BREAKING — FREE SPEECH WIN IN UK, THANKS TO TWITTER
A gag order preventing British newspapers from reporting parliamentary news was dropped this morning after a Twitter revolt. Critics said the ban trampled on precedent which established that the reporting of parliamentary proceedings is privileged. From the Evening Standard:
MPs were celebrating a victory for press and internet freedom today after one of Britain’s fiercest law firms abandoned a bid to gag the media from reporting Parliament.
From Sky News: “Twitter users quickly identified the question and posted so many comments that the firm mentioned [in Parliament] – oil trading company Trafigura – was pushed to the top of the site’s list of popular topics. Within hours of the gag being revealed, [libel law firm] Carter-Ruck dropped its claim that to report Parliament would be in contempt of court, according to The Guardian.
[Guardian] Editor Alan Rusbridger wrote online: “Thanks to Twitter/all tweeters for fantastic support over past 16 hours! Great victory for free speech.” …
Liberal Democrat leader Nick Clegg was among those tweeting about the row, commenting earlier: “Very interested concerned about this #trafigura / Guardian story the @LibDems are planning to take action on this.” …
Mr. Rusbridger had warned newspapers faced “a Kafkaesque world in which we cannot tell the public anything about information which is being suppressed, nor the proceedings which suppress it”.
Also: Twitter can’t be gagged. With Twitscoop video algorithm showing how #trafigura picked up momentum this morning.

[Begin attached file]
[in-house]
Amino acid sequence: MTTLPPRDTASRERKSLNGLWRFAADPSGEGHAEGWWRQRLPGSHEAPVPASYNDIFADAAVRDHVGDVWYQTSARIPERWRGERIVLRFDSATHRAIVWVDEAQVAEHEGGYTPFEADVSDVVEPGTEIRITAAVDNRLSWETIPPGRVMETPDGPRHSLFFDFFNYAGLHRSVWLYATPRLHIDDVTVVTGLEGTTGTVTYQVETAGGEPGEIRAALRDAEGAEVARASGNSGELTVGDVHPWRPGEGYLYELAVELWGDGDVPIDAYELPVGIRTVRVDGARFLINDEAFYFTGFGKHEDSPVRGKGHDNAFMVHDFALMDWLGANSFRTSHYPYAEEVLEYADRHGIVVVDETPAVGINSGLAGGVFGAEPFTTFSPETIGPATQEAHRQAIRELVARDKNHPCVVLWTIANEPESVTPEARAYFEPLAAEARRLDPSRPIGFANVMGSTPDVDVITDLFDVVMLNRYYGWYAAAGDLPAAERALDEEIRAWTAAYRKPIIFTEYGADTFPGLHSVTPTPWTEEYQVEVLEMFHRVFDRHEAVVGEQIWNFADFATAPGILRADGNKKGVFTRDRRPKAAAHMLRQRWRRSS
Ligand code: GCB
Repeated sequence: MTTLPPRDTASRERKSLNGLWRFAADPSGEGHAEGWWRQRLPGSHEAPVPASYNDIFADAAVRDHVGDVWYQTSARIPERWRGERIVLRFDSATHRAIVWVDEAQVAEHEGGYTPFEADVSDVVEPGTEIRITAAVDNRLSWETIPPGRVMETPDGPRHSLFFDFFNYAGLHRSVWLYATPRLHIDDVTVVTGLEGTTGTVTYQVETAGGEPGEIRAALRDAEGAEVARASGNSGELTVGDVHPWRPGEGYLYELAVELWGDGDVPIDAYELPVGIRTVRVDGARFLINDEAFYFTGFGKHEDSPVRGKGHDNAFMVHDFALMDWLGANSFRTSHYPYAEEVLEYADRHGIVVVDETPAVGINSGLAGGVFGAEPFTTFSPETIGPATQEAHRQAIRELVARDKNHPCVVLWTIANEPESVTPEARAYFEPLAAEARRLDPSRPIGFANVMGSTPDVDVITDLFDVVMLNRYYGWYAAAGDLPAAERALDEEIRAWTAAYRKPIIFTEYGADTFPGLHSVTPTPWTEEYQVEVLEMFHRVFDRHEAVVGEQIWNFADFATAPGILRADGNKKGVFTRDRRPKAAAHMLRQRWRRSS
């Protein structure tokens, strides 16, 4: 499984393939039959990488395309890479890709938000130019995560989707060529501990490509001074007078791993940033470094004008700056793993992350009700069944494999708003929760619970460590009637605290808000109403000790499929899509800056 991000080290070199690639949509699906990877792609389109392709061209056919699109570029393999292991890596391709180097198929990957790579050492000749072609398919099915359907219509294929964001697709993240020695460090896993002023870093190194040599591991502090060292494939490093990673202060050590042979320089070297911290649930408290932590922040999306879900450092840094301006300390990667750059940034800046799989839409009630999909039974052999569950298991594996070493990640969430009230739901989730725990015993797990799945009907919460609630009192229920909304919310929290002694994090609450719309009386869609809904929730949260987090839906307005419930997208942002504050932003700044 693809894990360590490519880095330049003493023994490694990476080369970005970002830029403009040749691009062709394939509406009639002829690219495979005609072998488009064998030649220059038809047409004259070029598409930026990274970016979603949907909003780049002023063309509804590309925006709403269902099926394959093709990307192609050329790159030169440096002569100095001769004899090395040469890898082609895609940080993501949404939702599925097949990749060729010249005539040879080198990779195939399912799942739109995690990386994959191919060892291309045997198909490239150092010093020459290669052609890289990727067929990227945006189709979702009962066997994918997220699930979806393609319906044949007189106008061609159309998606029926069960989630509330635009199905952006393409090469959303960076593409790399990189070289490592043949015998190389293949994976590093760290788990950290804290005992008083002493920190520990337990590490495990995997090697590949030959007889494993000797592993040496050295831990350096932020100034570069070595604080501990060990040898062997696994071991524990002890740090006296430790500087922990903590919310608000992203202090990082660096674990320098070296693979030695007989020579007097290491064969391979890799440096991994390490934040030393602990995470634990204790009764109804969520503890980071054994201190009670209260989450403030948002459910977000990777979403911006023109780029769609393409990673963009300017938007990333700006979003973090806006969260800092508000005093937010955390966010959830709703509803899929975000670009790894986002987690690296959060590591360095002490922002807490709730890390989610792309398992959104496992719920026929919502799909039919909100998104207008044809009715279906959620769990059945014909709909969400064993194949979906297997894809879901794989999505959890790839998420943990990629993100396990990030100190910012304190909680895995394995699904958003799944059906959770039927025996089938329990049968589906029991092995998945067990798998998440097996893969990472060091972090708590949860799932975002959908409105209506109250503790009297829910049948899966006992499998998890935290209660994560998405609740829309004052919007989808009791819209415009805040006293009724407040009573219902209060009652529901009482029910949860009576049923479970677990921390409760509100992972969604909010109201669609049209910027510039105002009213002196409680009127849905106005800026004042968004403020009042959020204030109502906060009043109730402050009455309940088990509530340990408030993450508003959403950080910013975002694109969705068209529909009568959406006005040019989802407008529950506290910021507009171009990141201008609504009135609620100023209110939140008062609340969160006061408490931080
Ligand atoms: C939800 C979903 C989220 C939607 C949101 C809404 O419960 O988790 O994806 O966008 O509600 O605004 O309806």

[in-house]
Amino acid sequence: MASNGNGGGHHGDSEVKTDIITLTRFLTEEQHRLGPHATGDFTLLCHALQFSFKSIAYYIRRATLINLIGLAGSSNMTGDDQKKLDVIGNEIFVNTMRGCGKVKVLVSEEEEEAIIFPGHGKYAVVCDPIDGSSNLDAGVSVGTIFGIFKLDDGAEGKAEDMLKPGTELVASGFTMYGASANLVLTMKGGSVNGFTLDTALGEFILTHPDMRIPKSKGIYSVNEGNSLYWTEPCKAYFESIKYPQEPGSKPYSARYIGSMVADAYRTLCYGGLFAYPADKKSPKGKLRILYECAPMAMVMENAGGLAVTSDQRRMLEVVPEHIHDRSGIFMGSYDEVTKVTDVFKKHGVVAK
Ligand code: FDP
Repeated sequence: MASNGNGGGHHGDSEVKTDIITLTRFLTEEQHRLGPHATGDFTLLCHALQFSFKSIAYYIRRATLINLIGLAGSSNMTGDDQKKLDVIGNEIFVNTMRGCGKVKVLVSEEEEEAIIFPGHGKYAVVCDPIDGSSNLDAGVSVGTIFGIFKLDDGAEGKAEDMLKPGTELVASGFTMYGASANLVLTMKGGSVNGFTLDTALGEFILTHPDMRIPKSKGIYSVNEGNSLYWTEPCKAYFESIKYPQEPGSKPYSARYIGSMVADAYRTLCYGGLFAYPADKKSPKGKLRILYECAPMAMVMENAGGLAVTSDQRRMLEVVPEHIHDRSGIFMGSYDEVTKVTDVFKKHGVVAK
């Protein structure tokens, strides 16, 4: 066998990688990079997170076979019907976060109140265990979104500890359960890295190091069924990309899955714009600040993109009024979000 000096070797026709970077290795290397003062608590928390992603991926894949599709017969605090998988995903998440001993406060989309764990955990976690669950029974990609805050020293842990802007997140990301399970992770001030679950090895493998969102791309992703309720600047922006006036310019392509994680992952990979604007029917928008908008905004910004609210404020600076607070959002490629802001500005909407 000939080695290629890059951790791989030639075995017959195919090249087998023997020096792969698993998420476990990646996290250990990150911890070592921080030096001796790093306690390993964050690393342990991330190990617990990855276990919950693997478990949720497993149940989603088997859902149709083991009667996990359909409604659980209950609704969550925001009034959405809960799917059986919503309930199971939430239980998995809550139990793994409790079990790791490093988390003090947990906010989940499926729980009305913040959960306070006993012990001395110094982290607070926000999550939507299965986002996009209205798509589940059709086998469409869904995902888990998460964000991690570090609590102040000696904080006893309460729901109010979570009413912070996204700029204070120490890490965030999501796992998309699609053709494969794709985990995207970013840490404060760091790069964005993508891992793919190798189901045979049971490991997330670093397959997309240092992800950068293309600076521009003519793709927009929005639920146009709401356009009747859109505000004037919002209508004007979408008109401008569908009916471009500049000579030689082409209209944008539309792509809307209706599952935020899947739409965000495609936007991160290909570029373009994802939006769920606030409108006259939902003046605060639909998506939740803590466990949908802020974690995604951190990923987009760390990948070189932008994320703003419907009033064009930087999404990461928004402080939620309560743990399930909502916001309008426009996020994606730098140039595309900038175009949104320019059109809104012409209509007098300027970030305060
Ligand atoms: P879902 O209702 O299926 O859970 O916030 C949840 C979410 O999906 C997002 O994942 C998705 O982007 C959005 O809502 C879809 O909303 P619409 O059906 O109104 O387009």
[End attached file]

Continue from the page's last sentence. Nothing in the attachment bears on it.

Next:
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Recognizing Fox as an enemy worth fighting is an admission of weakness for a president whose appeal has been partly predicated on the promise of unity.
Glenn Beck, with his 3 million viewers, has been called a “cultural phenomenon.” You know what? So is Glee, a show with well more than twice that many viewers. Hysterical conservative hyperbole isn’t America. A showtune-singing multiracial gang of hopeful high-school losers, including a gay kid and a pregnant teen — that’s America.
FOX ON FOX: Network covers its war with the White House.
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‘MAD LIBS’ JOURNALISM: Take a look at a very different approach to citizen journalism. [Brooklyn Paper]
HYPERLOCAL: “Czech these out.” [Greenslade Blog]
THEY WILL SURVIVE: A TargetCast study says newspapers must change (sic). [Editors Weblog]
“Newspaper ads were still the most likely to grab the attention of the consumer, with more than 40 percent saying they pay more attention to print ads than other mediums.”